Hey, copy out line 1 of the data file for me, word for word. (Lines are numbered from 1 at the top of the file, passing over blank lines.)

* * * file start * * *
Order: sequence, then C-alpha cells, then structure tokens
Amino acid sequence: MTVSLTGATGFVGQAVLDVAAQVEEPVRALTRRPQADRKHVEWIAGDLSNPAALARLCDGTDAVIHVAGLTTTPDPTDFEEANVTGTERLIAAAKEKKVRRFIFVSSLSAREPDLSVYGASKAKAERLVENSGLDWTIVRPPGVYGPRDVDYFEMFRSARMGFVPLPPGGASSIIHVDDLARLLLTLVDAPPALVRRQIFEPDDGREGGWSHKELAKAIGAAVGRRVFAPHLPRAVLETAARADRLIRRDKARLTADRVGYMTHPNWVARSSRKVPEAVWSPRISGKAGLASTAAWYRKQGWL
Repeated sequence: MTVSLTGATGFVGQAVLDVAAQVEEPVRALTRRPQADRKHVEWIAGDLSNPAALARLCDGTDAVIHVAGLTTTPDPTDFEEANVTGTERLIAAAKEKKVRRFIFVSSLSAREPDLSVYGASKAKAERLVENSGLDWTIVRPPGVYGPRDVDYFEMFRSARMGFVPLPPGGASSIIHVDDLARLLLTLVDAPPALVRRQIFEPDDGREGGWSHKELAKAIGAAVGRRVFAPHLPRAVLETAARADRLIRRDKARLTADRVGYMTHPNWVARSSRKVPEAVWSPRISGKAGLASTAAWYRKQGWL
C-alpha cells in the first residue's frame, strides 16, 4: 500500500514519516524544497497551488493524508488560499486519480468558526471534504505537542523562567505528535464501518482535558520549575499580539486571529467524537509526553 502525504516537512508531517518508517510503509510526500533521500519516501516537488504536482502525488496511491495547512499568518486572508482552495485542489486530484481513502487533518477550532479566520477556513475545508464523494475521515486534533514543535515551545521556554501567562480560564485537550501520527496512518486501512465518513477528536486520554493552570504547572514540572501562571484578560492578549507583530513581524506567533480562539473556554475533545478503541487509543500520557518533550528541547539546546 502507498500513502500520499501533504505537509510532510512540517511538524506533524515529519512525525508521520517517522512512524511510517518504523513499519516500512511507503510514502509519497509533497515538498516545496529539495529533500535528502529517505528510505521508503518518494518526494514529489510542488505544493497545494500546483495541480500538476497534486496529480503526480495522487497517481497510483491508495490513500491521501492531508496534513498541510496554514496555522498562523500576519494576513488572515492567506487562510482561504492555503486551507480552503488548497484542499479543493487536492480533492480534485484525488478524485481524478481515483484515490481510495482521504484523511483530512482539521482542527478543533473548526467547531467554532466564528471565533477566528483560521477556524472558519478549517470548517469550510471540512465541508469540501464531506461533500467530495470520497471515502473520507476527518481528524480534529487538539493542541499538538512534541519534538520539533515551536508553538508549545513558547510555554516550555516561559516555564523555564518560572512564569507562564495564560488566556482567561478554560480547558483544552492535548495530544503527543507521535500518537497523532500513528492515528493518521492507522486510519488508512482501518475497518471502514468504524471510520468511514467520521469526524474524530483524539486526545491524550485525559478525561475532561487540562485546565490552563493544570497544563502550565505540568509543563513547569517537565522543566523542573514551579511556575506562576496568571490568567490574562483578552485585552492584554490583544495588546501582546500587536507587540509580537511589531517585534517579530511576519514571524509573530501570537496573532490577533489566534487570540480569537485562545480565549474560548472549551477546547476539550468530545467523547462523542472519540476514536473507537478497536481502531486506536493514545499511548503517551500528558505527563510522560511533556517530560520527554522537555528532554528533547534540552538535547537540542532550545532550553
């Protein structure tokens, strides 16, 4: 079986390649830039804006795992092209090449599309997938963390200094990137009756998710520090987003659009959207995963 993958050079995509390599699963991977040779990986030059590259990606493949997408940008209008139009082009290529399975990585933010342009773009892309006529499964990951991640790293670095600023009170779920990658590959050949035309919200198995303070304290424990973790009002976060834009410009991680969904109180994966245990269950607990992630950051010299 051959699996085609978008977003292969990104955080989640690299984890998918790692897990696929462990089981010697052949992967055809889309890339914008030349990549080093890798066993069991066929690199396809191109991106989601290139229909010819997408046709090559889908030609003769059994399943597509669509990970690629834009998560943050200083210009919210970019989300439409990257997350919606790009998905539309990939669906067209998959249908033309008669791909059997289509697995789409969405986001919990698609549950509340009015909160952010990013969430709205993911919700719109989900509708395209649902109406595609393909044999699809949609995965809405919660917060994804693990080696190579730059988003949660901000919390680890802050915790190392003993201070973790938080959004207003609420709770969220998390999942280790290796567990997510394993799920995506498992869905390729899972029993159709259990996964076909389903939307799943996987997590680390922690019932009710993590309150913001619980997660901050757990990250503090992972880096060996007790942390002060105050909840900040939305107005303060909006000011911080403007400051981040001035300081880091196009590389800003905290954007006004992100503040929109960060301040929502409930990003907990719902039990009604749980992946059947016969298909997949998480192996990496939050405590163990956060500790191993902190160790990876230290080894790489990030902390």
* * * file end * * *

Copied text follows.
Order: sequence, then C-alpha cells, then structure tokens